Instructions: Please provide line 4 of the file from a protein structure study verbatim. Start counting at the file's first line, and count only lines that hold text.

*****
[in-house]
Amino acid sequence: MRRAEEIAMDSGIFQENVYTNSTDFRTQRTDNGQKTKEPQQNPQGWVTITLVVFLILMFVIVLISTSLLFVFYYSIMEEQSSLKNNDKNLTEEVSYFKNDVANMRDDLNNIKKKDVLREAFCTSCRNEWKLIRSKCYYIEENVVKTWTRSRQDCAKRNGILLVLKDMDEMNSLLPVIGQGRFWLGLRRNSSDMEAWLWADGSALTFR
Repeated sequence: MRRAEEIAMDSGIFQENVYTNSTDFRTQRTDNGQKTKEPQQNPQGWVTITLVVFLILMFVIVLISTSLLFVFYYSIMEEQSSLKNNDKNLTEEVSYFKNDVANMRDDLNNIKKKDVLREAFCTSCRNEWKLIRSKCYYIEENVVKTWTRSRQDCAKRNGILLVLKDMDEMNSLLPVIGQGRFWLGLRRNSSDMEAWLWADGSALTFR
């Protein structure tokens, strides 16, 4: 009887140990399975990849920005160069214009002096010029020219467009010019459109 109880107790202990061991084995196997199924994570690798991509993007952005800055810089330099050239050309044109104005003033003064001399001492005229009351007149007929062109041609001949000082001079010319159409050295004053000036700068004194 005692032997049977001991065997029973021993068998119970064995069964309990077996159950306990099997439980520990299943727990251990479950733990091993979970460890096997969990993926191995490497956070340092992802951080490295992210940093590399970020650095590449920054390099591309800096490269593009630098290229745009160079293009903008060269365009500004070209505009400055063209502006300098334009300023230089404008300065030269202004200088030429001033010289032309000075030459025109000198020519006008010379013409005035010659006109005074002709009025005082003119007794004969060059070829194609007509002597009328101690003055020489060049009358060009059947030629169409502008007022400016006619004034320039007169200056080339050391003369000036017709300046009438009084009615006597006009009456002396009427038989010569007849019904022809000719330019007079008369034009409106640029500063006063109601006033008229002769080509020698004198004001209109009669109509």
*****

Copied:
């Protein structure tokens, strides 16, 4: 009887140990399975990849920005160069214009002096010029020219467009010019459109 109880107790202990061991084995196997199924994570690798991509993007952005800055810089330099050239050309044109104005003033003064001399001492005229009351007149007929062109041609001949000082001079010319159409050295004053000036700068004194 005692032997049977001991065997029973021993068998119970064995069964309990077996159950306990099997439980520990299943727990251990479950733990091993979970460890096997969990993926191995490497956070340092992802951080490295992210940093590399970020650095590449920054390099591309800096490269593009630098290229745009160079293009903008060269365009500004070209505009400055063209502006300098334009300023230089404008300065030269202004200088030429001033010289032309000075030459025109000198020519006008010379013409005035010659006109005074002709009025005082003119007794004969060059070829194609007509002597009328101690003055020489060049009358060009059947030629169409502008007022400016006619004034320039007169200056080339050391003369000036017709300046009438009084009615006597006009009456002396009427038989010569007849019904022809000719330019007079008369034009409106640029500063006063109601006033008229002769080509020698004198004001209109009669109509």